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Does My Estate Plan Need to Include My Vacation Property?

Here's why you must include your vacation property in your estate plan

Yes! If you own a vacation property, timeshare, investment property, or any other asset outside of the state where you are domiciled, you must make sure it’s included in your estate plan. If you fail to include these in your estate plan, or fail to have an estate plan at all, your heirs will encounter issues, and usually the expense and hassle of court costs, when inheriting these assets.

Because state laws vary, your principal residence may even be divided one way in your home state, while other properties – such as your vacation property, time share, or other pieces of out-of-state land – can end up being divided in a completely different manner. Of course, having a comprehensive estate plan puts you in control and lets you determine who will receive your vacation property, regardless of where it’s located.

Avoiding Ancillary Probate on Your Vacation Property

When the vacation property is located in a state other than where the deceased person was domiciled, the family may need to file a second probate case, referred to as an ancillary estate. Typically a local attorney must handle the ancillary estate, which adds more cost, time, and hassle for your family to settle your affairs. For example, if you died as a resident of Maryland but owned property in Florida as well, you might have an ancillary probate in Florida for the property located there.

Probate is the legal process that is used to change title to property held solely in the name of the decease, whether the deceased died with or without  a will. Each state has their own probate rules, making it fairly complex for families that inherit property in multiple states. It is important to know that while personal property may be probated in the state where the decedent is domiciled, real property must be probated in the state or country where it is located.

The need for ancillary probate can be avoided through proper estate planning. Specifically, if the decedent transfers the property to his or her revocable trust before death, ancillary probate can be avoided. Of course, there are several ways to avoid the costs, delays, and headaches of probate other than a trust, but each alternative has downsides. One way is the title the property jointly with your spouse or, alternatively, jointly with another individual. The property must be titled in a particular manner to avoid probate so that it automatically goes to the survivor. But this can make refinancing difficult, say if you name a child as a joint owner, and can also cause unnecessary taxes to be due.  The result of using a revocable trust will likely be a saving of money, time, and hassles for your heirs.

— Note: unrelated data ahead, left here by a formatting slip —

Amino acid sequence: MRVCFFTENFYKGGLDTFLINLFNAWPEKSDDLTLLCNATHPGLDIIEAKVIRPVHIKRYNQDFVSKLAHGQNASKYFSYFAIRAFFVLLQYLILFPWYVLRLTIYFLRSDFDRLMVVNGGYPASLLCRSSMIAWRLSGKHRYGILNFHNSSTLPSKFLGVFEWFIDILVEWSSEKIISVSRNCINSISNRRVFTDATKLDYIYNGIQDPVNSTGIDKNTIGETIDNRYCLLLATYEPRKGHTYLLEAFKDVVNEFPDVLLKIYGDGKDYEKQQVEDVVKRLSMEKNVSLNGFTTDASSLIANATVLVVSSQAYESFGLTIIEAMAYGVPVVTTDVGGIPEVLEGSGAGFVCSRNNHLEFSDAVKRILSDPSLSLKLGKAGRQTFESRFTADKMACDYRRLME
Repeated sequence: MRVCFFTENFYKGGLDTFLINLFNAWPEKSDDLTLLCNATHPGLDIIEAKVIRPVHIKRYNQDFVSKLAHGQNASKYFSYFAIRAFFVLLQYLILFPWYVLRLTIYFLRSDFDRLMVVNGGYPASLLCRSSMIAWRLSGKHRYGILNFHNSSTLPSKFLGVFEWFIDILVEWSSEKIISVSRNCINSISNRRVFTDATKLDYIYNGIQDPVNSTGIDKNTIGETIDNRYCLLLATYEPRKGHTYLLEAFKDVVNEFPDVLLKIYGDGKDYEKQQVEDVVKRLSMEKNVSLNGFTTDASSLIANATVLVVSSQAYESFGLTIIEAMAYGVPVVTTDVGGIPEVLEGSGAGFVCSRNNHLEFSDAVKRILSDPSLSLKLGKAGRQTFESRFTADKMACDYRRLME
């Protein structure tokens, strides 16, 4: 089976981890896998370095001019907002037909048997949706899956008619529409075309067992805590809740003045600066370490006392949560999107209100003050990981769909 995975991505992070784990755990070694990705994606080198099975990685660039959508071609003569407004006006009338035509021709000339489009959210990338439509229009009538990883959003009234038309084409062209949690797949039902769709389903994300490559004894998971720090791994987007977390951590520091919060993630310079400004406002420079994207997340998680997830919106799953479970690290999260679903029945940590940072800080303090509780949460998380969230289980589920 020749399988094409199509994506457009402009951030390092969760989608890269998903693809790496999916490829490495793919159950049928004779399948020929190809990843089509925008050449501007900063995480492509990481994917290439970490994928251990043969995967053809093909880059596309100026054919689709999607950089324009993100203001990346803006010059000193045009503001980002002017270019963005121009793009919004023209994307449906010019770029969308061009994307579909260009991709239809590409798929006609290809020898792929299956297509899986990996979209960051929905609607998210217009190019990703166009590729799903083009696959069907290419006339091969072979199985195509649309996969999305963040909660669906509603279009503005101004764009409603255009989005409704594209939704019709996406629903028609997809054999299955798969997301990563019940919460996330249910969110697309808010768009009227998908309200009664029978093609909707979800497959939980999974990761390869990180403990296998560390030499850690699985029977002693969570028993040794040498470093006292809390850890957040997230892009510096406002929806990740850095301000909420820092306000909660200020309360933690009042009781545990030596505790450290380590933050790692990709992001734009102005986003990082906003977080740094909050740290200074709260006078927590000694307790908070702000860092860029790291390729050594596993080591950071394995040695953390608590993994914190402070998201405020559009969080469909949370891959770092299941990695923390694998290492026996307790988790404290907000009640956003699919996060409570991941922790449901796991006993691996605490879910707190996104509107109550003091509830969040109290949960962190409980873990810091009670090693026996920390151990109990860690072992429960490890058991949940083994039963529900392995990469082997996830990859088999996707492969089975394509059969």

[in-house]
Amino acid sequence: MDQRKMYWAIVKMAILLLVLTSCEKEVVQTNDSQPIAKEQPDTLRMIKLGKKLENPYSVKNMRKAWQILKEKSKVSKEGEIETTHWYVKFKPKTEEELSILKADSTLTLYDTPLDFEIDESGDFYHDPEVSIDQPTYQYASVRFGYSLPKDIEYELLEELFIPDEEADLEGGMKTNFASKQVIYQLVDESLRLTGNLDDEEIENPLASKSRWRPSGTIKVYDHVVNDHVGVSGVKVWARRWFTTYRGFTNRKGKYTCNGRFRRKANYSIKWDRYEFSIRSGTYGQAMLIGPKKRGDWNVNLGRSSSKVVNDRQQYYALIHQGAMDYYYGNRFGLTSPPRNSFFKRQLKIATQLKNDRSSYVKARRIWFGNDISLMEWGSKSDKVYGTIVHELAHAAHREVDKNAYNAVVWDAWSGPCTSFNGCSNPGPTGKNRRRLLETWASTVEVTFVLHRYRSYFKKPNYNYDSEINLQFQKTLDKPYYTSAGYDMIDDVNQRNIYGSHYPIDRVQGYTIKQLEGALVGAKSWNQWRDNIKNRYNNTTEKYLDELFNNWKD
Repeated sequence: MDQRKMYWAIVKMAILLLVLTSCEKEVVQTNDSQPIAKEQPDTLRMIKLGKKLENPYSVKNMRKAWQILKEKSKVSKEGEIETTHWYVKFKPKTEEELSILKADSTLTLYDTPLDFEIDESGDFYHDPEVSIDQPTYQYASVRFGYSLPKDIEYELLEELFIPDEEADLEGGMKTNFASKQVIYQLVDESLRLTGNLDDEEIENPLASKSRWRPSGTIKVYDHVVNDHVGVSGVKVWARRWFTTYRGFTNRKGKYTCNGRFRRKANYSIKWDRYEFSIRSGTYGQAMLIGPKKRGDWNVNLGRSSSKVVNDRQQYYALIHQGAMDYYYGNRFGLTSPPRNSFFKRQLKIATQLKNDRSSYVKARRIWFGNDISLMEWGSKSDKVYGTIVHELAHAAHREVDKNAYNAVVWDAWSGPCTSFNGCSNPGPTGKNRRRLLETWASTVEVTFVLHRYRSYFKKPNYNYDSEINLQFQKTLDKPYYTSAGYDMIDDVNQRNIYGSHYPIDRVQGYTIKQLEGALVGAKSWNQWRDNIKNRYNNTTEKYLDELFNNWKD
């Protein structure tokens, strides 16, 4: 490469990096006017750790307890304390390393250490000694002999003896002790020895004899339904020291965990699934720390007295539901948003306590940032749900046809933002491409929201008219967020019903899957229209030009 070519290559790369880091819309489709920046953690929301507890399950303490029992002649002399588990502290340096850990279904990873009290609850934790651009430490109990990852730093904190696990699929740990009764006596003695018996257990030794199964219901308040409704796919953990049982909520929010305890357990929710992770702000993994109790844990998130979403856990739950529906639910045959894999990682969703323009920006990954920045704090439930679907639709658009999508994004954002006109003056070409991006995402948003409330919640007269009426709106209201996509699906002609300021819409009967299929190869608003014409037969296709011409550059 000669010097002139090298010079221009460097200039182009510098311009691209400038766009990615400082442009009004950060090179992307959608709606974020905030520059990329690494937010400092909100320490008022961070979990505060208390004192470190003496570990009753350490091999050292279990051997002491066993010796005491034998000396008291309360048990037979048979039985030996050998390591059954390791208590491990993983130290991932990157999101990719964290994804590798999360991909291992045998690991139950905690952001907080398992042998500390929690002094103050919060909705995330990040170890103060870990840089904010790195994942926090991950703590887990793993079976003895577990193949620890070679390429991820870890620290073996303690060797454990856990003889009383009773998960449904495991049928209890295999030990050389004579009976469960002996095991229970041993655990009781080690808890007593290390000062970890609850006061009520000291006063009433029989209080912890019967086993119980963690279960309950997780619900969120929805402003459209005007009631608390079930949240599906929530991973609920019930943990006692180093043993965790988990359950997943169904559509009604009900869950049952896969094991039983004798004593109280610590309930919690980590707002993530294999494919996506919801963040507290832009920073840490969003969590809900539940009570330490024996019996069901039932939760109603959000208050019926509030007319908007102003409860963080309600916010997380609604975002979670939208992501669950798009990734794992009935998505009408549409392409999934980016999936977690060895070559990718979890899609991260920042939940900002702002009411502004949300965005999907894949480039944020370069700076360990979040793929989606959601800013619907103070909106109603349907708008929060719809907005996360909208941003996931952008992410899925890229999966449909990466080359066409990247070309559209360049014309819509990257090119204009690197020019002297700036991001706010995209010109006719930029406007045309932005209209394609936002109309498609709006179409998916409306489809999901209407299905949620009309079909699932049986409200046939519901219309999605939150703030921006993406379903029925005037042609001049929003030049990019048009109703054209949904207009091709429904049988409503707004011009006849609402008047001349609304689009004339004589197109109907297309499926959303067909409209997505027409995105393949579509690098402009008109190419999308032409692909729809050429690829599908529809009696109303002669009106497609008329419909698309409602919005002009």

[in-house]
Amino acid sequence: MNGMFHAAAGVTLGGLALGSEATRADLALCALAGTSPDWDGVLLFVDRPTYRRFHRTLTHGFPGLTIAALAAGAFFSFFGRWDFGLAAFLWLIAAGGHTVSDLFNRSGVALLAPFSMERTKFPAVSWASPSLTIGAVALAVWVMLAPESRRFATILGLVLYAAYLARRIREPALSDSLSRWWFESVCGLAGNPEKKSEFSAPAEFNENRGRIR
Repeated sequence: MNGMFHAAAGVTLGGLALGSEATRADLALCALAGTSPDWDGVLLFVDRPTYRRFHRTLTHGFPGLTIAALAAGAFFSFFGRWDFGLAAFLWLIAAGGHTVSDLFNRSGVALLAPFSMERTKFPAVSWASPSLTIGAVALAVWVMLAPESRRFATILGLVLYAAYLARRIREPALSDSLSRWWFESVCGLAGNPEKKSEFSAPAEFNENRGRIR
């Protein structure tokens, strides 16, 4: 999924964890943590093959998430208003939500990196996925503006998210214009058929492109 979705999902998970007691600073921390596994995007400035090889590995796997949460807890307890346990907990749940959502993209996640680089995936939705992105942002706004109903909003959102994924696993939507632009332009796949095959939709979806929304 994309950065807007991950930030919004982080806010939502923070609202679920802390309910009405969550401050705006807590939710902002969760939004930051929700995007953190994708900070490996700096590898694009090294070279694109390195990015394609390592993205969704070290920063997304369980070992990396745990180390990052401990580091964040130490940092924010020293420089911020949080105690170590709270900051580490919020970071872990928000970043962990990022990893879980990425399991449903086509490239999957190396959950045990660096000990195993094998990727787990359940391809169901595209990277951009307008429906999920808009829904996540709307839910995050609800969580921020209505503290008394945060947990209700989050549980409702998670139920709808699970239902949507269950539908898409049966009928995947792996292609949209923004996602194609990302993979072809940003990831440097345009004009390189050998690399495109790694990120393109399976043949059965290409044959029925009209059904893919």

Bottom Line

Intestacy laws can be complicated because they vary from state to state. At the same time, a well thought out estate plan avoids unnecessary probate costs in every state – including where you own vacation property. With the help of Andre O. McDonald, a knowledgeable Howard County estate planning attorney, you can successfully avoid unnecessary complication and make settling your affairs as easy as possible for your heirs.

If you have any questions about ancillary probate, or any other estate planning issues, contact McDonald Law Firm today at (443) 741-1088 to schedule a no obligation consultation.

 

DISCLAIMER: THE INFORMATION POSTED ON THIS BLOG IS INTENDED FOR EDUCATIONAL PURPOSES ONLY AND IS NOT INTENDED TO CONVEY LEGAL OR TAX ADVICE.

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For help with estate planning, special needs planning, elder law or Veteran's Pension Planning needs throughout Howard, Montgomery, Prince George’s, Anne Arundel, and Baltimore County; and Baltimore City, contact McDonald Law Firm, LLC.

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McDonald Law Firm, LLC

Columbia Office

10500 Little Patuxent Pkwy, #420
Columbia, MD 21044-3563

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(By Appointment Only)

7315 Wisconsin Avenue, Suite 800 West
Bethesda, MD 20814

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